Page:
The more understanding of the balanced relation between man and product which Industry acquires, the more quickly will Industry find that path of truth upon which we all may walk. “And when that day comes men shall beat their swords into plowshares, and their spears into pruning hooks; nation shall not lift up sword against nation, neither shall they learn war any more,” as an early mystic has foretold of this day which I feel is now close upon us.

That is the message that I wish each of you to carry as messengers into every land, into every IBM activity and every personal activity; and by “messengers” I mean doers of the word rather than preachers of it. Every community in which an IBM worker lives should be enriched by his service to the community equally with his service to IBM and to himself. When Industry as a whole, of which IBM is but a small part, learns this lesson in its fullness, then will United Industry be stronger than all governments in the world, for governments of peoples are limited by boundaries while united Industry reaches across all boundaries to unify all peoples.

Not until then will governments be powerless to further oligarchical or empirical aims by the destruction of workers’ lives and fortunes. Not until then will governments cease to bind industry through regulation which needs no regulation.

Not until then will governments and Industry find their proper mutual relations and work together for the common good. Also not until then will huge armaments for the protection of neighbor against neighbor be as unnecessary for the whole world as it is between the United States and Canada, or between state and state.

In approaching a country where we wish to operate, we have begun with a friendly request of friendly neighbors to sell us some of its space, and to lend us the aid of its nationals to labor with our laborers in the development of our product. In this manner we could both exercise our mutual purpose of interchanging our mutual necessities to the extent in which each country needed the products of the other’s creation. This manner of dealing disclosed to us a world of friends and neighbors in which the word “enemy” was but the memory of the nightmare past, and had no existence. Our American Nationals have mingled with the Nationals of every one of our seventy-nine “colonies” with as much friendliness and mutual helpfulness as though all were Americans dealing with each other in these States of our home territory.

When we call a brotherly Convention to take counsel together, as we are doing tonight, we find that IBM is an international melting pot of all races and all nations into one, for there is hardly a race or nation that is not represented here tonight; and in every mind is the one harmonious idea of mutual service, one to another, for the fulfilling of the IBM purpose.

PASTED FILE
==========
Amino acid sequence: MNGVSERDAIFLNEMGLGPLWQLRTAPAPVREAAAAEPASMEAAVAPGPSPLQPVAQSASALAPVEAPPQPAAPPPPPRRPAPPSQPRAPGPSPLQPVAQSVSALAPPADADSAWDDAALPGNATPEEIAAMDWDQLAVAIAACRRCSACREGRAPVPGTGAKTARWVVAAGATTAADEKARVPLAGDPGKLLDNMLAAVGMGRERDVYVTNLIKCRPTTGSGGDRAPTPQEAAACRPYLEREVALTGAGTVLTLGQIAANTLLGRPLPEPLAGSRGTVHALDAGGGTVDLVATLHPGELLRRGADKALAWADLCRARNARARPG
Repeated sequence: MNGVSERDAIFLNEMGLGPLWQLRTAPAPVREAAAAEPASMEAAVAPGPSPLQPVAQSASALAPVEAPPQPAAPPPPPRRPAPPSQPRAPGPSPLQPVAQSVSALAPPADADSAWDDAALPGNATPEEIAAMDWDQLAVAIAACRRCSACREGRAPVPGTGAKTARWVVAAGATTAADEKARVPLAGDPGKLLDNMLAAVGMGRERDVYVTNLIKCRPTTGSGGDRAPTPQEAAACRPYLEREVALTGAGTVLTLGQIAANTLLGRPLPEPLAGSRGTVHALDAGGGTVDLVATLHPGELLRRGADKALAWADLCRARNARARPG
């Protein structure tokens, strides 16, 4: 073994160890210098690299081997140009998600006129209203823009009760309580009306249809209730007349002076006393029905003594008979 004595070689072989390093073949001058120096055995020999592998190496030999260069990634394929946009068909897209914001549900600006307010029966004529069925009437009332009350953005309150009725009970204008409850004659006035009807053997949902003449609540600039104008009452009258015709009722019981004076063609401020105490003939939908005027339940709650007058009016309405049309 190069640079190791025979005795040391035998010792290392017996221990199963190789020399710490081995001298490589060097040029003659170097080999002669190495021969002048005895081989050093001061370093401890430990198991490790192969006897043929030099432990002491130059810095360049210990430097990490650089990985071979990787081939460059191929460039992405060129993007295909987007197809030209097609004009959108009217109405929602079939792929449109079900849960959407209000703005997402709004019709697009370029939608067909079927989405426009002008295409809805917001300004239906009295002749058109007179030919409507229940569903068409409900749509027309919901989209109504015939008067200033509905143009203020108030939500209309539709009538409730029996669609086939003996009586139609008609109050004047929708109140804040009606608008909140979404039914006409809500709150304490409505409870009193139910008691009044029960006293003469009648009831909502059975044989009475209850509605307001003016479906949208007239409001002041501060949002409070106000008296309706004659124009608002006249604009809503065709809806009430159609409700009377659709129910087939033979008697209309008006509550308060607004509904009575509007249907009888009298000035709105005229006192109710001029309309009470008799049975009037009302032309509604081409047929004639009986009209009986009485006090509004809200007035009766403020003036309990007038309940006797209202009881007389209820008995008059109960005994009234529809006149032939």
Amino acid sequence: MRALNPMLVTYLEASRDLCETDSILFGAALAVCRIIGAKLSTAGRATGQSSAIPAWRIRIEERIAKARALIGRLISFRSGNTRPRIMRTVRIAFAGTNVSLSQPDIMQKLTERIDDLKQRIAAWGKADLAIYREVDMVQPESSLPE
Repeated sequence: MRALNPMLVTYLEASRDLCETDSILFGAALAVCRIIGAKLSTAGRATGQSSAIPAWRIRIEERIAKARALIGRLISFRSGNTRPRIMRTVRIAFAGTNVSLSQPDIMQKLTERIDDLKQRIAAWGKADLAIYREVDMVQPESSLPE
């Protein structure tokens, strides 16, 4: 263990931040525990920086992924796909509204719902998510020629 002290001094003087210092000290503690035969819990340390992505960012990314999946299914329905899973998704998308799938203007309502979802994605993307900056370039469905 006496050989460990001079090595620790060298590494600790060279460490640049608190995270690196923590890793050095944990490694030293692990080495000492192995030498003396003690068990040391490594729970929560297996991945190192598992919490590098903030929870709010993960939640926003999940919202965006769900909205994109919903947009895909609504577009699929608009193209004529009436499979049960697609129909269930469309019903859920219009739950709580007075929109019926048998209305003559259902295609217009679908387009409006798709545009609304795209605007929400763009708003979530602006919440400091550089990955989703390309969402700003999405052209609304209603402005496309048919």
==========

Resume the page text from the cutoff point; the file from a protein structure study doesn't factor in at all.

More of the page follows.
When every great industry in every land practices this principle to the full extent of each country’s desires for “occupation” within the territories of each other country it will then be found that international growth has been effected to its maximum. Warships, planes, and armies could not acquire more than the absorption limit, or more than the interchange limit.

Now let us look at this same principle of Industrial growth for purpose as applied to government application to both populations and trade expansion. Governments do not make war for the purposes of government trade or expansion, they do it for the supposed benefit to their nationals. Private enterprise profits directly and governments prosper indirectly. Assuming that a nation needed a colony suitable for wheat growing, emulating the IBM example, why not buy a million- or two-acre “colony” in our West and operate it with both nationals, theirs and ours. We would gladly sell a colony, or colonies to them for the raising of their wheat, or their cotton; and our corporations would be equally anxious to buy colonies from them. In the same manner Brazil could sell coffee plantations, and Cuba banana and sugar colonies and so on, ad infinitum. After all, these colonies would merely be the familiar corporations practicing within our borders but owned by other nationals.

What a surety such corporations of Internationals would have for the universal sale of their mutual securities? In twenty years, who could name the owner nation of any of them, so universally would their securities be distributed. What a solution for the tariff walls which we now erect to protect our nationals. The exports of any other nationals from within our borders would be imports from their colonies to them, and a tariff wall would be as absurd as it would be unnecessary. What a solution there would also be for a more even standardization for human living conditions. The collaboration of nationals in the many interchanging corporate colonies would eventually level all differences in living standards throughout the world. This is exactly what is happening within the confines of IBM, and we have found it workable. It is securing for every IBM worker that peace, security, prosperity, and happiness which each man desires.

It is the demonstrated workability of this principle that we now offer as our contribution to the peace of the world.